As bmm60 comments, its not clear that the entropy has gone down. There are many forms of encryption that still preserve some level of information about the input (the encrypted version of a bitmap under a block cipher using ECB is a good example). It's also possible that your encryption product adds unencrypted metadata to a file and if there's a large amount of metadata relative to the file size and the metadata is of a very stereotyped form (such as English readable ASCII) then this will have less entropy than the pdf format.
Without more detail on the input and encryption method, there is a limit to what can be said.
UPDATE: According to the description of PDF encryption in this Black Hat talk 256-bit AES-CBC is used. For lengthy plaintexts this should remove bytewise structure and the bytewise entropy should tend towards 8-bits for larger texts. However, the talk also says that PDF encryption only encrypts some of the objects in PDF's Carousel Object Structure and the other objects are unencrypted, largely human readable, markup language which might have a bytewise entropy of only 4-5 bits (English language words have a bytewise entropy in this range). Therefore if the input file is quite short or has a lot of object structures that are neither stream nor strings, the entropy will be closer to this figure. For pdfs with more pages (and hence larger string and streams sections) the entropy should be closer to 8-bits.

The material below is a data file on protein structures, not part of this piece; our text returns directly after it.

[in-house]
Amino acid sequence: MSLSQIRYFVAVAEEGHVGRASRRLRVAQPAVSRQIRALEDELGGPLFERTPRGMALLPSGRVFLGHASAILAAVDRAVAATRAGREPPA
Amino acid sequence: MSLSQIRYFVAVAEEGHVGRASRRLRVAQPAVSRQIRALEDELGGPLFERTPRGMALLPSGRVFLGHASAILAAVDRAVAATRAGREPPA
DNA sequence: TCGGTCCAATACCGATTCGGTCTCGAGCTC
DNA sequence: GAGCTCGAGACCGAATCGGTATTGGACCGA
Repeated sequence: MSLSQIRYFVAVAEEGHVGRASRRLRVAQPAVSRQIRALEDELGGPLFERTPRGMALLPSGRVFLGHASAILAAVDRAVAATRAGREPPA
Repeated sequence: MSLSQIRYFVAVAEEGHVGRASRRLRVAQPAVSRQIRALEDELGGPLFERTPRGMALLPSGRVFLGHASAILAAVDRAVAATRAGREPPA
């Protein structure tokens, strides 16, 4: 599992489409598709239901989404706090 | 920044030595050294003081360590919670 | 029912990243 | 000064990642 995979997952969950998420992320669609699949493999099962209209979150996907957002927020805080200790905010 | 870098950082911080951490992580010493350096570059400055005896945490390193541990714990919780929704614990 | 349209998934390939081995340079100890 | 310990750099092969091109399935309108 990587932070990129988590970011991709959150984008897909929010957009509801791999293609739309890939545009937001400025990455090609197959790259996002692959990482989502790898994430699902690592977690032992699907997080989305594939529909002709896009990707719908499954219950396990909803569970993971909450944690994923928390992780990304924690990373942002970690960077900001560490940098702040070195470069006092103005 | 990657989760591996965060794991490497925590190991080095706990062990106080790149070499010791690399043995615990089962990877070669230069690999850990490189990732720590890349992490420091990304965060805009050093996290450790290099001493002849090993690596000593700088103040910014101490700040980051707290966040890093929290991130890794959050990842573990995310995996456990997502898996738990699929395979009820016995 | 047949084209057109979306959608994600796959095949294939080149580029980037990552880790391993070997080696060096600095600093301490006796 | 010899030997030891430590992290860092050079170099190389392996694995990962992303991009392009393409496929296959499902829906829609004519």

Thanks to kelalaka for pointing out the Black Hat talk.